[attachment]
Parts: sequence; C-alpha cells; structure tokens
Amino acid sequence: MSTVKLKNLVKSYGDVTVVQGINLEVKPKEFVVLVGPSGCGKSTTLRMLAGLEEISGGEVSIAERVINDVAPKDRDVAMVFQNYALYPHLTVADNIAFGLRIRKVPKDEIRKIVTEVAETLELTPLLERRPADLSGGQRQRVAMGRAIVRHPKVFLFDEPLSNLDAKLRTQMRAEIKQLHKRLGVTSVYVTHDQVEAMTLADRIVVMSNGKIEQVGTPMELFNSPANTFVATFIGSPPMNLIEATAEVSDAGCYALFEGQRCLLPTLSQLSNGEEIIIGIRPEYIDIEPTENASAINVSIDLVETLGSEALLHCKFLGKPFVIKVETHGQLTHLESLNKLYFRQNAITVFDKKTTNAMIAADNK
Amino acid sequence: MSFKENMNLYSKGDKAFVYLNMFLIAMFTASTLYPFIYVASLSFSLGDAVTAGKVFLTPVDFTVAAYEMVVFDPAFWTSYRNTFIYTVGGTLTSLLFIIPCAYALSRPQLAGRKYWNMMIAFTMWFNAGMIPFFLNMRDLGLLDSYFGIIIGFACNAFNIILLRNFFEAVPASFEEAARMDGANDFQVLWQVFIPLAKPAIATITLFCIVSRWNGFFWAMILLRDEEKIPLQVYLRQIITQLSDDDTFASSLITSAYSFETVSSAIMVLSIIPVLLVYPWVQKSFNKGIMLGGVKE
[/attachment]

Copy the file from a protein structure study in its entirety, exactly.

Parts: sequence; C-alpha cells; structure tokens
Amino acid sequence: MSTVKLKNLVKSYGDVTVVQGINLEVKPKEFVVLVGPSGCGKSTTLRMLAGLEEISGGEVSIAERVINDVAPKDRDVAMVFQNYALYPHLTVADNIAFGLRIRKVPKDEIRKIVTEVAETLELTPLLERRPADLSGGQRQRVAMGRAIVRHPKVFLFDEPLSNLDAKLRTQMRAEIKQLHKRLGVTSVYVTHDQVEAMTLADRIVVMSNGKIEQVGTPMELFNSPANTFVATFIGSPPMNLIEATAEVSDAGCYALFEGQRCLLPTLSQLSNGEEIIIGIRPEYIDIEPTENASAINVSIDLVETLGSEALLHCKFLGKPFVIKVETHGQLTHLESLNKLYFRQNAITVFDKKTTNAMIAADNK
Amino acid sequence: MSFKENMNLYSKGDKAFVYLNMFLIAMFTASTLYPFIYVASLSFSLGDAVTAGKVFLTPVDFTVAAYEMVVFDPAFWTSYRNTFIYTVGGTLTSLLFIIPCAYALSRPQLAGRKYWNMMIAFTMWFNAGMIPFFLNMRDLGLLDSYFGIIIGFACNAFNIILLRNFFEAVPASFEEAARMDGANDFQVLWQVFIPLAKPAIATITLFCIVSRWNGFFWAMILLRDEEKIPLQVYLRQIITQLSDDDTFASSLITSAYSFETVSSAIMVLSIIPVLLVYPWVQKSFNKGIMLGGVKE